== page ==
Until the middle of the 18th century there was no bridge across the Thames from Kew to Brentford. A ferry was granted by Henry VIII to John Hale, (fn. 96) servant to Henry Norris, but the inhabitants of Kew brought a suit against him, in which it was pleaded that 'for time out of mind' they had had the right of free passage across the Thames, and now, they said, John Hale 'would suffer no man to pass with any manner of boat, but only in his boat, exacting and requiring a certain sum for every passage over there.' In reply John Hale declared that the kings had always been accustomed to grant the ferry by their patents, enabling the holder of the ferry to charge for every man and horse one half penny and for every man, woman, and child one farthing, (fn. 97) There appears to be no record of the judgement given, but the inhabitants evidently lost the suit. In 1631–2 Charles I granted the ferry late in the tenure of Walter Hickman to Basil Nicoll and John Sampson. (fn. 98) In 1691 William III granted protection against the pressgang to William Rose and Marmaduke Greenaway, as their services were essential for working the Kew ferry. (fn. 99) Thomas Tunstall acquired the ferry from William Churchman in 1732, (fn. 100) and in 1758–9 a wooden bridge was built by Robert Tunstall to take its place. (fn. 101) This bridge was replaced by a stone one which was begun in 1783–4 (fn. 102) by Mr. Tunstall, whose descendant sold it to Mr. G. Robinson in 1819. A toll was charged on this bridge until 1873, when it was bought by the Corporation of London and the Metropolitan Board of Works for £75,000 and made free. (fn. 103) This bridge was closed to traffic in 1899, and a temporary one erected during the construction of the present bridge, which was opened 20 May 1903. (fn. 104)
Most of the houses in Kew are built round the Green and along the eastern side of the Richmond Road looking towards the gardens. The Green itself is a big triangular space. It is mentioned in a Parliamentary Survey of Richmond taken in 1649, and is there described as 'a piece of common or uninclosed ground called Kew Green, lying within the Township of Kew, conteyning about 20 acres.' (fn. 105) An 18th-century view, taken from a meadow to the east, shows the bridge on the right, a small irregular lake with an island to the left. A road led to the western point of the Green, where the palace was visible, a windmill behind it; and trees, the trunks engirdled by seats, grew opposite the square-built church which stood isolated on the Green. (fn. 106) Some land at the end of the Green was inclosed by George IV, and a meadow east of the bridge was made common, (fn. 107) as part of a design, never carried out, of building a new palace at Kew in place of the Dutch House. (fn. 108) In the early 19th century Sir Richard Phillips described the Green as 'a triangular area of about 30 acres bounded by dwelling-houses,' (fn. 109) and another description of a slightly later date speaks of the 'well-built houses and noble trees' surrounding it. (fn. 110) In the last century the Green was the scene of village sports, such as climbing the pole, jumping in sacks, grinning through horse-collars, &c. (fn. 111)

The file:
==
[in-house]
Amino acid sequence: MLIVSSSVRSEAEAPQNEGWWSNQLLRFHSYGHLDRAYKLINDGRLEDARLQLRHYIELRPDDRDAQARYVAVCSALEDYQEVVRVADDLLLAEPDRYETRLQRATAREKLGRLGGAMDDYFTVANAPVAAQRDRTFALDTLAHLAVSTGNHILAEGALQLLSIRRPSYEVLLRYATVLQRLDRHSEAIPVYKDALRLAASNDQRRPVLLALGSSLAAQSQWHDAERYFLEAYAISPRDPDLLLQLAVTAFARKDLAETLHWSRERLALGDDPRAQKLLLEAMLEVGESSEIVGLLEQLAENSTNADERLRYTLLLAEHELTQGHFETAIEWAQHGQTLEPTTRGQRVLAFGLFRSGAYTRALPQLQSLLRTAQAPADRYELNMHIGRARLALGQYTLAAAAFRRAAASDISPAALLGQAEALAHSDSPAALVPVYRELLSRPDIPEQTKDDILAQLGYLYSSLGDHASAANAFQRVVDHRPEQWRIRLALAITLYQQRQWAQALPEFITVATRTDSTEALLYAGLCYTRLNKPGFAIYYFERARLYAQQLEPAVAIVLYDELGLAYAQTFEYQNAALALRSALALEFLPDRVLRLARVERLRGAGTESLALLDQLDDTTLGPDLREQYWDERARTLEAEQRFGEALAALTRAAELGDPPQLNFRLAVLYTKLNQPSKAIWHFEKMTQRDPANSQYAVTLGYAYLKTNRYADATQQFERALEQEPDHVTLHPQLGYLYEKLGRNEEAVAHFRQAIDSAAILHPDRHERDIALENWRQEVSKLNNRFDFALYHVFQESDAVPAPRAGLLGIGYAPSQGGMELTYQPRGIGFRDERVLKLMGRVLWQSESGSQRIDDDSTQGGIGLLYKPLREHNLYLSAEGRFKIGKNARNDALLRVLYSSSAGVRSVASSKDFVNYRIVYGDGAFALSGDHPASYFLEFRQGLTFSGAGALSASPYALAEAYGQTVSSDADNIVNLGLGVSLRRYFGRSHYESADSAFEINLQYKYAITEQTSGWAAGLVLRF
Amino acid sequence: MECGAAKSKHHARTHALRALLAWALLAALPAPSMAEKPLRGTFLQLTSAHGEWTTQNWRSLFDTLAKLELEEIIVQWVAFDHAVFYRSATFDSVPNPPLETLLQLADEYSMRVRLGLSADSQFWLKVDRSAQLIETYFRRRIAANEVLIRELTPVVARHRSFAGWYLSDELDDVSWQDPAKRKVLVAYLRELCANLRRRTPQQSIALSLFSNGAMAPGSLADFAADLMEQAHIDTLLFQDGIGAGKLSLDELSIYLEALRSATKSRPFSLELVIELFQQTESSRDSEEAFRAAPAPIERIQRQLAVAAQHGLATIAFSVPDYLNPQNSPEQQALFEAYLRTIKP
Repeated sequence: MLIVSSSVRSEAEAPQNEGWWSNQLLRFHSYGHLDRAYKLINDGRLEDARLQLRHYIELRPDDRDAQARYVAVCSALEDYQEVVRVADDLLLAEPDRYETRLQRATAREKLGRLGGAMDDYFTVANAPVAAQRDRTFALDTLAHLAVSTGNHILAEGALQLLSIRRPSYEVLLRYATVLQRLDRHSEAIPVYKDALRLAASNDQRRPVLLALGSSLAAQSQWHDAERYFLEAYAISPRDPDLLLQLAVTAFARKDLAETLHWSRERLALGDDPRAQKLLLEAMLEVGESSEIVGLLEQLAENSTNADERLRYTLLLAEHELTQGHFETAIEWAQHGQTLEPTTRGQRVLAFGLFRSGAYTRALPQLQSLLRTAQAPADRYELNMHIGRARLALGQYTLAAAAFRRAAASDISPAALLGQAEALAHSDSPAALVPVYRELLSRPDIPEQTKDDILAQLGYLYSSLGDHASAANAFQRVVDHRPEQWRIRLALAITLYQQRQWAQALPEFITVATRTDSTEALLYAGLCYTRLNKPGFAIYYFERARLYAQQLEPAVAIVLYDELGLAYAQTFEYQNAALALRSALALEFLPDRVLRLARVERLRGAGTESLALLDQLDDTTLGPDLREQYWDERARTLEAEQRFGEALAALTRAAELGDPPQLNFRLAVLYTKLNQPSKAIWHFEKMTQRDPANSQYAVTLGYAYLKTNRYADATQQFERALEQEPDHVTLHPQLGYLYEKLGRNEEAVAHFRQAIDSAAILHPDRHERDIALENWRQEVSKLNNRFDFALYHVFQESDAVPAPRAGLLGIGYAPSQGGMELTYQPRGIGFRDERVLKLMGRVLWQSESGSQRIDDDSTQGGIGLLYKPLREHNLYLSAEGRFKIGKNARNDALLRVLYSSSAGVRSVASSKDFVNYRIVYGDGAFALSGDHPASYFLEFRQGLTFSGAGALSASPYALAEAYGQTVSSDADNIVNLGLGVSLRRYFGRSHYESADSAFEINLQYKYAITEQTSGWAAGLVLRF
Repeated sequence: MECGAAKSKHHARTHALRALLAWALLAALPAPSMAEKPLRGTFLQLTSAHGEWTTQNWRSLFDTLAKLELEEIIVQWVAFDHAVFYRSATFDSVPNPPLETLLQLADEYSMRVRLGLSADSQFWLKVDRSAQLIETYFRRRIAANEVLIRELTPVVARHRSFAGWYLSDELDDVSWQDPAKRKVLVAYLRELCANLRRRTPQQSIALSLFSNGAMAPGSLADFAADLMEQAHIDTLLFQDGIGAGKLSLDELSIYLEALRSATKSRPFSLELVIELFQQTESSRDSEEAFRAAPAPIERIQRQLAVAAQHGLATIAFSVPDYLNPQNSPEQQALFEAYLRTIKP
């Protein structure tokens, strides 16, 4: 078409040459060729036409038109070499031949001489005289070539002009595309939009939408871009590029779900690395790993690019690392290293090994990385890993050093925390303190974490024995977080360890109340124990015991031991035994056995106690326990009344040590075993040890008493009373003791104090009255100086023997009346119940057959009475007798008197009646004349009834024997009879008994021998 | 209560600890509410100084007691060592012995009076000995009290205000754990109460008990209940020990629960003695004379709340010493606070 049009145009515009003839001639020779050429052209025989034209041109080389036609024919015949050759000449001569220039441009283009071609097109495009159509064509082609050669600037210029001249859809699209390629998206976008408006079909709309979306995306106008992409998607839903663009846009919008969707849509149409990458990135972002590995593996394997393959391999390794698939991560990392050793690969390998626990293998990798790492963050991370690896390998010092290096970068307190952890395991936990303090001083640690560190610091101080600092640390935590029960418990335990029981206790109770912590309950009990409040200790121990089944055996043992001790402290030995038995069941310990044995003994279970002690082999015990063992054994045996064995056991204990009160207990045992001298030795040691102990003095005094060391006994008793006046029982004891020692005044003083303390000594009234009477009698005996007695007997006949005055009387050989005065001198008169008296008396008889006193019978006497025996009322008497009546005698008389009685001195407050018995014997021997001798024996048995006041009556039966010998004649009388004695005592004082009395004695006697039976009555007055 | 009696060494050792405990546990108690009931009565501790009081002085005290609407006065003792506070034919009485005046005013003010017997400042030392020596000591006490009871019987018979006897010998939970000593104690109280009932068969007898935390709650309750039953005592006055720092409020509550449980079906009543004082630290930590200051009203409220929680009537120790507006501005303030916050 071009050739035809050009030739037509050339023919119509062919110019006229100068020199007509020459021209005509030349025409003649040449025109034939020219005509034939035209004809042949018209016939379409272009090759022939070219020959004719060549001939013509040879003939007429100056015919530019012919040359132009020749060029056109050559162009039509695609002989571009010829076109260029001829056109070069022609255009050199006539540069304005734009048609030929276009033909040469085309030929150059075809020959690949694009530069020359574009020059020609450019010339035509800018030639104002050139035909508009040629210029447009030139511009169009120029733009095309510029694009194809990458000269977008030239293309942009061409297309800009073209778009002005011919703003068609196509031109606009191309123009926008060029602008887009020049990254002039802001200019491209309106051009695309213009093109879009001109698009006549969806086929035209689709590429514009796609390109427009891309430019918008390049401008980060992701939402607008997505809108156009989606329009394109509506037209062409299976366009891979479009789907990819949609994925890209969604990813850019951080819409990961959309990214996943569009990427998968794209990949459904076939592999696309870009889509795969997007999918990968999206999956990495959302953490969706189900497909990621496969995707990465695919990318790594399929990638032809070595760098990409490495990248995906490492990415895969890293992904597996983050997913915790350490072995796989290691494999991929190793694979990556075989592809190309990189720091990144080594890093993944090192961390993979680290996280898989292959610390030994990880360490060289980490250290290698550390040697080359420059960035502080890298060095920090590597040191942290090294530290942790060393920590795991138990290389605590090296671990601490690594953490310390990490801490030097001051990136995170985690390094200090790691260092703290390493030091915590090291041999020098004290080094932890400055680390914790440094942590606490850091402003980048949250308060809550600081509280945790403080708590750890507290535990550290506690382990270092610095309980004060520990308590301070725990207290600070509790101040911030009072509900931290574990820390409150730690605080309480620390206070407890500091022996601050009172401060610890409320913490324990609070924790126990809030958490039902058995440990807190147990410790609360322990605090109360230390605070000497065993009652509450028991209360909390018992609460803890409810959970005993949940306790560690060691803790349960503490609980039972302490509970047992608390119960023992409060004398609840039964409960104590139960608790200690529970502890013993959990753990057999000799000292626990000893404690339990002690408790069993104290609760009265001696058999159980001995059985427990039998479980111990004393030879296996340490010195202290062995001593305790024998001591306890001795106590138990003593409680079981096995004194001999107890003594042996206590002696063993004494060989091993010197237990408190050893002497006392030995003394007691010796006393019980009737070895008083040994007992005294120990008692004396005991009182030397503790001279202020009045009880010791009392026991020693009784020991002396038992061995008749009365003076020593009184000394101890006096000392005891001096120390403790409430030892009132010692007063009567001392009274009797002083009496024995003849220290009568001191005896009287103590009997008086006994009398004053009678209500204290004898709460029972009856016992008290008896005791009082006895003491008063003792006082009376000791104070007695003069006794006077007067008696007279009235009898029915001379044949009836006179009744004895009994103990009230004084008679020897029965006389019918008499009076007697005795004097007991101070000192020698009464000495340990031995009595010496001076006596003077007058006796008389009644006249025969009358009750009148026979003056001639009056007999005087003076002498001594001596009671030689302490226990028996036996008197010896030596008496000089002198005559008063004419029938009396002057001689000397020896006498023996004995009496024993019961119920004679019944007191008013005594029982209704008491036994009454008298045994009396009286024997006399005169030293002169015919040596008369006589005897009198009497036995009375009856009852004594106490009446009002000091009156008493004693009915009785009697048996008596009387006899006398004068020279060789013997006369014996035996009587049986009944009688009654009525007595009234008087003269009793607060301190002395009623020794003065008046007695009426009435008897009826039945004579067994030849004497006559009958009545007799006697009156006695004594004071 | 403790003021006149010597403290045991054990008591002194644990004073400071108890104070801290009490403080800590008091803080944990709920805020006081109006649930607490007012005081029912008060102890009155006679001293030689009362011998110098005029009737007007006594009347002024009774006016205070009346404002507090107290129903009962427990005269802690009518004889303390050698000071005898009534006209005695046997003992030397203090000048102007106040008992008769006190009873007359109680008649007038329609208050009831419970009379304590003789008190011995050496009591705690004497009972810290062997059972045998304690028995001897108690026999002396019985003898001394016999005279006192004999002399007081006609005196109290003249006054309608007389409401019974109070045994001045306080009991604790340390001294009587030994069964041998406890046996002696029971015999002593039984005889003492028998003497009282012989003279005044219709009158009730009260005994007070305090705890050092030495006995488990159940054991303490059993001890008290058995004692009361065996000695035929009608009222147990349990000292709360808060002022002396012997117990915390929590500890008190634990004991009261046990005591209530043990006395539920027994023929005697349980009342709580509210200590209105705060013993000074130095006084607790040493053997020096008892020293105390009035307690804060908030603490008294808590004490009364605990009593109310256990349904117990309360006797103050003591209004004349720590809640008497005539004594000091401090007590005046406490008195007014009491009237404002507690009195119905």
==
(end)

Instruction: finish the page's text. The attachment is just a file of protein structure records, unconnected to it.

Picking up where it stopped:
The ecclesiastical parish of St. Luke, formed in 1890, includes a part of Kew. There are Roman Catholic (Our Lady of Loretto) and Wesleyan chapels in the parish.
St. Luke's Schools (National) were opened when the church was built. For the King's School, see Richmond, to which parish it properly belongs.
KEW formed part of the royal manor of Richmond (q.v.). The name occurs in a Richmond Court Roll in 1348, (fn. 112) and Lysons quotes another of the time of Henry VII which also mentions Kew. (fn. 113) In 1484 the issues of the manor of Kew were granted to Henry Davy, keeper of the manor and park of Sheen, towards the maintenance of the deer in winter, (fn. 114) but this appears to be the only reference to it as a separate manor.
The church of ST. ANNE is a building of brick and stone in the Italian classic style consisting of a chancel, north organ-chamber and vestry, south chancel-aisle, nave, north and south aisles, and west porches and vestry. It stands at the south-east corner of Kew Green.
The building dates from 1714, but it has been much enlarged since that time, first by George III in 1770, and again by William IV in 1837. A plan dated 1805, in the church, shows a very small chancel and a nave with aisles of three bays, and the west porches as now. The present chancel was added in 1884 and the vestry in 1902 in memory of Queen Victoria.